But let‘s talk about this engagement.  This is the engagement, non-engagement mystery that‘s been going on for some time now.  “US Weekly” is in a little bit of trouble, actually, because the editor went on “The Today Show” this morning and announced this, and then a publicist denied it.  But the publicist denies everything, so you can‘t trust what he has to say. 

We believe that they were actually engaged two months ago, when Vince gave her that nine-karat canary diamond rock on her fist.  If that‘s not an engagement ring, I don‘t know what it is. 

SCARBOROUGH:  And let‘s talk about—let‘s move from that to trooper Lindsay Lohan.  The teen queen is telling “Elle” magazine she wants to go to Iraq with Senator Hillary Clinton and perform for the troops. 

Tom, what‘s the deal here?  Is it kind of like Eisenhower saying, “I shall go to Korea”? 

O‘NEIL:  Yes, this is a girl who cannot resolve her battle with Paris Hilton, she‘s going to go into a war zone?  You know, she better be careful.  There are a lot of terrorists over there.  If any one of them has seen “Herbie: Fully Loaded,” she could be in big trouble. 

What she wants to do is draw this parallel between herself and Marilyn Monroe, who was famous, of course, for entertaining the troops in Korea, especially during her marriage days to Joe DiMaggio.  And that‘s a glamorous kind of sacred Hollywood memory.  And Lindsay thinks she actually fits into that legend.  That‘s ridiculous, but she thinks so. 

SCARBOROUGH:  It is ridiculous. 

You know, Katrina, I saw her—the first time I ever saw her in an interview was “Mean Girls,” Tina Fey‘s great movie. 

SZISH:  Great film. 

SCARBOROUGH:  And I thought, “Hey, this girl has a future.”  But she has just unraveled slowly but surely. 

SZISH:  Yes. 

SCARBOROUGH:  Is she trying to be—of course, there was the picture of her on the cover of “W” with Meryl Streep. 

SZISH:  Meryl Streep. 

SCARBOROUGH:  Talk about good positioning.  And now this Iraq thing.  Is she trying to make people forget all the problems that she‘s had, trying to be serious? 

SZISH:  I think Lindsay‘s had a rough road growing up.  She wants to be the party girl, she wants to be the serious actress, and I think this Iraq statement is something that is part of that move towards growing up, move towards being serious.  “I‘m not a party girl.  I‘m serious, and I can do things like Angelina Jolie can, and Madonna can, and I‘m not just a Paris Hilton former best friend.”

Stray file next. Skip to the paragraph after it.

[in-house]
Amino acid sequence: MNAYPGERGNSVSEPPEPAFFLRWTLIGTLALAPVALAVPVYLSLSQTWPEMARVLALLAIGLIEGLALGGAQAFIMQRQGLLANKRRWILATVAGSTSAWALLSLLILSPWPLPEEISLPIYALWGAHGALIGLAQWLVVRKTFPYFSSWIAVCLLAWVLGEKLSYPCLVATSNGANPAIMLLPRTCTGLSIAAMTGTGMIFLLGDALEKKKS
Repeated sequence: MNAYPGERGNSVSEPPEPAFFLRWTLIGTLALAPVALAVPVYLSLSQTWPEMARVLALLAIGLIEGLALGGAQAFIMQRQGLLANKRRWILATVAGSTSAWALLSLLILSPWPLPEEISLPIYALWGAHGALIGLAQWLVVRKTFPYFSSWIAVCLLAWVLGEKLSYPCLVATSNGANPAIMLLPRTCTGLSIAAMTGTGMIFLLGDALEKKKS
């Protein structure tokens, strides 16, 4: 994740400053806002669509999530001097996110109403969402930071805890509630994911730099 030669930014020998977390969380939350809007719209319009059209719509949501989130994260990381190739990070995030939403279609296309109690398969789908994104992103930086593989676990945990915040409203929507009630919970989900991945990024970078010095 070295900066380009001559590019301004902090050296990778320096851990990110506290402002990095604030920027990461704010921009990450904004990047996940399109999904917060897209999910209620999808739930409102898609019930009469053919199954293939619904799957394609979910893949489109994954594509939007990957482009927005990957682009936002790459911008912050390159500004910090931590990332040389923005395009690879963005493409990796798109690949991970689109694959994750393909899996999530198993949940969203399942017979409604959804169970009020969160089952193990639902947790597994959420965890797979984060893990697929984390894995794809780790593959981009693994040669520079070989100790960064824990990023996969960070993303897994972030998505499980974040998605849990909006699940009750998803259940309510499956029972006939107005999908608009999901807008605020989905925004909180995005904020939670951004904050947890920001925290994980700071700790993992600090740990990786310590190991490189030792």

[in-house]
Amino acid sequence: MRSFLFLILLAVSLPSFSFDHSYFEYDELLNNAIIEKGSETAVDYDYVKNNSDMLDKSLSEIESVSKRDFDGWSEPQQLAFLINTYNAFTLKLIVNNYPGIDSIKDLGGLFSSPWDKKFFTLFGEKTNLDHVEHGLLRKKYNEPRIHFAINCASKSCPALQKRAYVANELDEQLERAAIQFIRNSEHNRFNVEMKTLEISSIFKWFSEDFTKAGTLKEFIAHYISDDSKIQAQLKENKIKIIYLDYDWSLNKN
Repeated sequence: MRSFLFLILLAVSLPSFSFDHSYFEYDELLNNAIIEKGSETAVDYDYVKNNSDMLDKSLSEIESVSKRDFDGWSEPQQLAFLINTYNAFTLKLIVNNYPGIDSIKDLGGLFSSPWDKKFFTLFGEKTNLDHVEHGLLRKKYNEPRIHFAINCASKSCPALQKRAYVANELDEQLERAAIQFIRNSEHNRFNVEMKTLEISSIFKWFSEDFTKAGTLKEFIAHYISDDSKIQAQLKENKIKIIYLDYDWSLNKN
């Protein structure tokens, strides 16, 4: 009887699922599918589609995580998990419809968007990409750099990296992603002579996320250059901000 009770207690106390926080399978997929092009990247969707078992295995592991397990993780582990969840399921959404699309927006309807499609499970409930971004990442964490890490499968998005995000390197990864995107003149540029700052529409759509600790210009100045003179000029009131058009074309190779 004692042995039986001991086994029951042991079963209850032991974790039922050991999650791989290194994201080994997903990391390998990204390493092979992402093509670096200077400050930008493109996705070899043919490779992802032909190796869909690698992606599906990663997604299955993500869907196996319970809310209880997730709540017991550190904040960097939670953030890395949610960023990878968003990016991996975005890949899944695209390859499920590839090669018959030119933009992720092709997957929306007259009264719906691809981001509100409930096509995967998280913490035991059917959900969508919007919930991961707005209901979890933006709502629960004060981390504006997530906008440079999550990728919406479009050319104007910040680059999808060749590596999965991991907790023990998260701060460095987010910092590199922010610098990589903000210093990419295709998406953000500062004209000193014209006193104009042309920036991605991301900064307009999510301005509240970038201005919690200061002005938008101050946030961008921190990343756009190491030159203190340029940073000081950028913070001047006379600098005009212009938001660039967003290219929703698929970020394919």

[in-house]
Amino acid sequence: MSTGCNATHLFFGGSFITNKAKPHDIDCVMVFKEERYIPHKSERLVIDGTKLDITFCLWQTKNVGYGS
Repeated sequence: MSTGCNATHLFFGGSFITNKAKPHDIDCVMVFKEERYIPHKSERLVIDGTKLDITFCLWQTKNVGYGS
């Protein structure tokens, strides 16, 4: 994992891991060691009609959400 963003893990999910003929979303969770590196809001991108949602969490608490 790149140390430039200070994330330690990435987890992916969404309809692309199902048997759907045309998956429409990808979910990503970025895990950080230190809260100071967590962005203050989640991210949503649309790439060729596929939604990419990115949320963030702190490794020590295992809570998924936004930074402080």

SCARBOROUGH:  And quickly, our thoughts and prayers with Robin Williams tonight.  He has checked himself back into rehab. 

SZISH:  Yes. 

SCARBOROUGH:  I mean, nothing serious happened.  He‘s doing it to be preventive.  Talk about that real quickly.

SZISH:  Yes, he was sober for the past 20 years, and he recently started drinking again.  And just for his own protection, for his own peace of mind, he checked himself into rehab, which, as we know with the situation with Mel Gibson, is definitely good to be proactive. 

SCARBOROUGH:  And who knows, Tom O‘Neil, that could have been a wake-up call for him, right? 

O‘NEIL:  I think it was a big wake-up call.  He doesn‘t want to be outed now.  And the timing of this is very good for him.  His movie, “The Night Listener,” is out in theaters right now.  It got very good reviews.  His next two movies open in October and November, so he‘s got two months now to look after personal business because the tabloids do it for him. 

SCARBOROUGH:  Yes, no doubt about it.  Finally, very quickly, 15 seconds, Suri Cruise.  Is there a Suri or not?  Are there photos or not? 

SZISH:  We believe there is a Suri, and we‘re hearing that the photos will debut in “Vanity Fair,” taken by Annie Leibovitz.  And if you‘re going to introduce your new baby in a family portrait to the world, this is the way to do it. 

SCARBOROUGH:  Yes, I was thinking about calling her to have my baby‘s pictures taken. 

SZISH:  I‘m actually on the list first. 

SCARBOROUGH:  Are you really?


SZISH:  But I don‘t even have a baby.

SCARBOROUGH:  But I didn‘t have like the $80 million required to get Annie down to Pensacola, Florida. 

SZISH:  Yes, no problem.

SCARBOROUGH:  I know.  Thanks a lot, Katrina, as always.  Greatly appreciate it. 

SZISH:  Thanks, Joe. 

SCARBOROUGH:  Thank you so much, Tom.  That‘s all the time we have for tonight.  “LOCK UP: THE CRIMINAL MIND” starts right now.